Ahh, the holiday turkey! A whole bird, cooked (hopefully!) to perfection, that sits as the prestigious centerpiece upon many a holiday table across America and around the world. Though surrounded by delicious sides, salads, stuffing and sauces, the turkey is typically the undisputed star of the show. But all too often, the Thanksgiving turkey under-delivers — oh, what a shame!
If you think that turkey is by its nature dry and underwhelming, you are not alone! But it’s actually possible to cook turkey well. One problem is that most people only cook a whole turkey once, maybe twice a year at most. How do you expect Aunt Sue to perfectly cook a turkey on Thanksgiving when she hardly goes near the stove the other 364 days of the year?
If you need turkey inspiration, look no further! There are more ways to cook turkey than you may assume, from the traditional roasted to brined, fried, smoked or even bacon-wrapped birds. Of course, nothing screams tradition like an oven-roasted turkey, but if that doesn’t inspire you, there are plenty of outer routes to go down. So keep reading, take notes, choose one of these tasty recipes and try one of the five most popular ways to cook a turkey.
Roasting is without a doubt the most popular method used to cook a whole turkey. And what’s not to love? It’s easy and straightforward and yields delicious results. If you choose not to stuff your turkey (an increasingly common approach) you should expect to cook it for roughly 15 minutes per pound in a 325-degree F oven.
As this turkey roasts to a rich golden brown, it fills the kitchen with the enticing aroma of apples and leeks, which roast along with it. Cider, used to baste the bird and also in the scrumptious sauce, adds a fresh, fruity accent to this roasted fowl. The recipe calls for a 14-pound bird, perfect for serving eight with leftovers.
OK, so roasting a whole bird might not seem particularly novel, but have you ever tried roasting it with mayonnaise? If you are looking for something that is both classic and a bit avant-garde, try this recipe! Cooking with mayonnaise yields delicious results!
Do you find a whole roasted turkey boring? A simple but effective spice rub made with ground coriander, cumin, chili powder, crushed red pepper and garlic powder is an excellent way to up the ante this holiday season.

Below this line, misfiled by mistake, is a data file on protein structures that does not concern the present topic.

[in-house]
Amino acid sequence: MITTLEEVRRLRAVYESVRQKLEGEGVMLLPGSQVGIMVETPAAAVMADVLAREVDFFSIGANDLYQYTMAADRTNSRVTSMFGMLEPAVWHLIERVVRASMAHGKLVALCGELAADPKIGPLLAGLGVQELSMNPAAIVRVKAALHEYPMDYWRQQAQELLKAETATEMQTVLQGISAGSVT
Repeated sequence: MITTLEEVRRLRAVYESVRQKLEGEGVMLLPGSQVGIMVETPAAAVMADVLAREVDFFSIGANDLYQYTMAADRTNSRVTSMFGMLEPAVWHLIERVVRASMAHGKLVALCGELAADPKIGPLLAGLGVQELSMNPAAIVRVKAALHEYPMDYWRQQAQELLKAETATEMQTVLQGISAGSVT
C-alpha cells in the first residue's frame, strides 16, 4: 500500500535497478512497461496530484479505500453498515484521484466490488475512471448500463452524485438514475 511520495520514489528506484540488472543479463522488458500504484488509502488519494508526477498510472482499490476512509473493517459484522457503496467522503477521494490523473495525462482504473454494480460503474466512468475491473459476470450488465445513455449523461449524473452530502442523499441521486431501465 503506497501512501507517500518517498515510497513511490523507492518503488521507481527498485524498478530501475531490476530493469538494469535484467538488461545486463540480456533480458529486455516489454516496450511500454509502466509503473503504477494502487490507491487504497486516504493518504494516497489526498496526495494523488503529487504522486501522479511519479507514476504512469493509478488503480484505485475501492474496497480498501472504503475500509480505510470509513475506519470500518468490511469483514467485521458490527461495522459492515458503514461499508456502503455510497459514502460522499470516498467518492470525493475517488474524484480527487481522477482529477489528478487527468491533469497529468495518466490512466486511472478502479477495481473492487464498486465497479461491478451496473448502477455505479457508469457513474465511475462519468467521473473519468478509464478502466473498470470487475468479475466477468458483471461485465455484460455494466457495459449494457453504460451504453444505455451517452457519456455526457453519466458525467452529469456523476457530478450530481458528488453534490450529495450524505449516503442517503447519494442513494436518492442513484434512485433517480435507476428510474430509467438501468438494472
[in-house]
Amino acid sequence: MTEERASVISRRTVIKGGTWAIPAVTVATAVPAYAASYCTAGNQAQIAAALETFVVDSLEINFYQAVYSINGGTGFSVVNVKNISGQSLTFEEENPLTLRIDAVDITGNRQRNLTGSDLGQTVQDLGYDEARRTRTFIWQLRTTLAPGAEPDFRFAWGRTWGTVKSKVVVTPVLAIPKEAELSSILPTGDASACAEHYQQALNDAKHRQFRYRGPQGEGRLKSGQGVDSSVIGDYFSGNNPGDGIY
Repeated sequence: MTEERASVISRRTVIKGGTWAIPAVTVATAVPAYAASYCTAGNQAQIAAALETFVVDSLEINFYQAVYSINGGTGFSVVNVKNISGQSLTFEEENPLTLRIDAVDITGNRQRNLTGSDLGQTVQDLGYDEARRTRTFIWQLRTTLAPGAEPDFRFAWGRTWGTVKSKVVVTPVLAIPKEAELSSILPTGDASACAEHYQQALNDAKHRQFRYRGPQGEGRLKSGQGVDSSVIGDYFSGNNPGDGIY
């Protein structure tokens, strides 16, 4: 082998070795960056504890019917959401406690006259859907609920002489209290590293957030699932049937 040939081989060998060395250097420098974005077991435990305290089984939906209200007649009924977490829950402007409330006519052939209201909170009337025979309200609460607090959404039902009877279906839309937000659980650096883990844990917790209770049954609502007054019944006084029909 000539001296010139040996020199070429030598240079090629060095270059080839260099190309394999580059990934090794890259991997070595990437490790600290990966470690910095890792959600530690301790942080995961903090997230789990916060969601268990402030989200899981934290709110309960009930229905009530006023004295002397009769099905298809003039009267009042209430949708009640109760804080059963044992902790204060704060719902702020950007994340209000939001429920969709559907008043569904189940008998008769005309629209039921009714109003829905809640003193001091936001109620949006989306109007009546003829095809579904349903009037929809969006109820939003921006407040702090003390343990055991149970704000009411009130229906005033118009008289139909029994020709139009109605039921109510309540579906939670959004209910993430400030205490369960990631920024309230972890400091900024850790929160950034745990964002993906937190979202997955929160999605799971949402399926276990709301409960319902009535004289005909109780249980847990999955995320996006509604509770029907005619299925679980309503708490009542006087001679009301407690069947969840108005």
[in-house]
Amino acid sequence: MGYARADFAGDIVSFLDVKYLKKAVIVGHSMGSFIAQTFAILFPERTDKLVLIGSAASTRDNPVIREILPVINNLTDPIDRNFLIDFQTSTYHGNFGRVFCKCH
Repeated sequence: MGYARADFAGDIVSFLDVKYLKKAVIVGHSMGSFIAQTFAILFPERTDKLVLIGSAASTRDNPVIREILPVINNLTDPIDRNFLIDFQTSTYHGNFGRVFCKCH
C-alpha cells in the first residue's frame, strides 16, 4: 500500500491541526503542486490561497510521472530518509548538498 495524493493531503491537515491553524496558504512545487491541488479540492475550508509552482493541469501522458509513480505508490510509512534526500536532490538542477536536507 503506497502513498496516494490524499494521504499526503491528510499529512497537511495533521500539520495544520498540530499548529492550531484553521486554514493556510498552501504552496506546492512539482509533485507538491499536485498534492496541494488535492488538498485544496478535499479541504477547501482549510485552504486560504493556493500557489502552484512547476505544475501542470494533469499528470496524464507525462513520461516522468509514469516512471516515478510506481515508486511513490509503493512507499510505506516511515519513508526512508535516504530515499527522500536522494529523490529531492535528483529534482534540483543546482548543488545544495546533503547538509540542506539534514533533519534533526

Perhaps bright and citrusy flavors are more your style? In that case, look no further than this rosemary and citrus-crusted turkey that takes simple ingredients — fresh rosemary, thyme, lemon zest and orange zest — and transforms them into a tasty rub.
Here’s another way to cook a whole turkey that falls under the roasting method, but has a bit of a twist. This recipe for roasted butterflied turkey is basically foolproof and will yield an evenly cooked turkey with plenty of crispy skin. All you need is a sharp set of kitchen shears, but if the thought of butterflying the bird yourself is too much, buy your turkey from a butcher and have them do that step for you.
OK, so brining might not be its own cooking method entirely, but is something more people should be doing and a trick that those in the know swear by! When done correctly, brining can produce a turkey that is juicy, well-seasoned and totally delicious.
The brine in this recipe gets its flavor from wonderful aromatics like fennel seed, white peppercorn, star anise, cloves and cinnamon sticks — a perfectly seasonal array of spices!
If you are brining a turkey for the first time, try this simple recipe and play around with the optional ingredients to find what works best for you. This recipe is meant for an 8- to 10-pound turkey, so if your bird is larger than that, this recipe may need to be doubled or tripled.
This turkey brine uses brown sugar, sage, thyme, salt, garlic, peppercorns and bay leaves — a combination that is sure to make any turkey totally delicious.